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A Dead Man Who No Longer Cries

by Lana Bella

He knew well the tall grass blades
by her grave. Heavy and omnipresent
she lay where the river trickles near the glint
of December light, sleeping bone
too brittle for his hungry lips.

Beside him always, pinned to knuckles
held fast in a fist, a suffocating silence
coiled ashore with stones corroded,
wings missing from the angel’s flight,
and pitted churn of the hissing nether ground.

Often, what might be there then wasn’t,
making it hard to catch hold of balance
as madness tore his speech to tatters,
and remedy resolved to die.
Still, he fed on this famished grief,
looking not for healing nymphs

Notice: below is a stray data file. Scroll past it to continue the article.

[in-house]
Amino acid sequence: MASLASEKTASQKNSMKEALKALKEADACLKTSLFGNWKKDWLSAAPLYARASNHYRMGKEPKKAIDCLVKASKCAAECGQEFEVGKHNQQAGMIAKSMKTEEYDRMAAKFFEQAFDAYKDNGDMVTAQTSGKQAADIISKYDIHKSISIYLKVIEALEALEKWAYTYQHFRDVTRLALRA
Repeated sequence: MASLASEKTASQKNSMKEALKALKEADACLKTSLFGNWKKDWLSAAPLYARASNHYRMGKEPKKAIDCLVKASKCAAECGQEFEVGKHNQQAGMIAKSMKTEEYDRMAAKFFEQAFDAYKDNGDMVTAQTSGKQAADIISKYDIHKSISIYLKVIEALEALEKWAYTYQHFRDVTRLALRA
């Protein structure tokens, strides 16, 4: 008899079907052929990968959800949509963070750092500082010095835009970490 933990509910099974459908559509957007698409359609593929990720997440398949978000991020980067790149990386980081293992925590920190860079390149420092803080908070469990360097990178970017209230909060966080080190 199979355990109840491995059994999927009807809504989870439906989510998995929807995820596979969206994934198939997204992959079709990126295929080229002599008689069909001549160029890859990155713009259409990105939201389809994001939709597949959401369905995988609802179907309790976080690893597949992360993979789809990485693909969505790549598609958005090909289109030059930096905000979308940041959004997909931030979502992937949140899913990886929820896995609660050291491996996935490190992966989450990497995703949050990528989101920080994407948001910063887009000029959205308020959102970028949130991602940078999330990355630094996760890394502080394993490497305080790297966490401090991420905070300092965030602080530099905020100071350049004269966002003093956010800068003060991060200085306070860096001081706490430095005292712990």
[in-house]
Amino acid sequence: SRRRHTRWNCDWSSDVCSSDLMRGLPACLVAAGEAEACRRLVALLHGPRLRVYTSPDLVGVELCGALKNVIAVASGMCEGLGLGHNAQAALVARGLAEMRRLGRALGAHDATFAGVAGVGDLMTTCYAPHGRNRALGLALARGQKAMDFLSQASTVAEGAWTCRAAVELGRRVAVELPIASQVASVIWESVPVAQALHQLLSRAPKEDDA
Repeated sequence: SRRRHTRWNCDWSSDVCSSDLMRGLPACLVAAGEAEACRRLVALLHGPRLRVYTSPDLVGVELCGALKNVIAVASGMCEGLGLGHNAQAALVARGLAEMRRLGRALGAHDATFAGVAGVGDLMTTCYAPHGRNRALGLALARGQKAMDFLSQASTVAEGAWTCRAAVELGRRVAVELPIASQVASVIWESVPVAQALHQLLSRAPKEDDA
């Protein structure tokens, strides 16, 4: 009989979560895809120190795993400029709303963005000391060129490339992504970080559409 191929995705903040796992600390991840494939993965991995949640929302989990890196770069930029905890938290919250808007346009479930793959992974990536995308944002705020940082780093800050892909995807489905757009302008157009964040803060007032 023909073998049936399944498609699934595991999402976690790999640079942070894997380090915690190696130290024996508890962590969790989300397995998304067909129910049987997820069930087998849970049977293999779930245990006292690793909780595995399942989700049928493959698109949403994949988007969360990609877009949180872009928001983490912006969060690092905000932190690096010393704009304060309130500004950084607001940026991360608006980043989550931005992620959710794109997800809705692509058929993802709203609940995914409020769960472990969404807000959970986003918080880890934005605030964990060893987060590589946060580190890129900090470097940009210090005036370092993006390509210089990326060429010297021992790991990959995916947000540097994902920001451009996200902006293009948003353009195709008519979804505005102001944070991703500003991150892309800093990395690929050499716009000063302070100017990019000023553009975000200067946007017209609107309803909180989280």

with wistful music made, nor quick annihilation
to ease his mortal waste.

Ten years had come and gone, spring buds
supplied birds of feeds, secrets born through
the primrose shade, gaping mouth of heavens
spread sunshine plumping the earth,
yet he shunned mercy and resumed vigil on the knoll.
The one who waited, the one who went nowhere,
forgave the one who left.

He held out his arthritic hands once again
over the old hollow grave and whispered,
as if to a lover who was breathing still,
My love, I, a dead man who no longer cries,
will love you with his waking eyes,
on the road ahead of him, alone.

Copyright © 2016 by Lana Bella

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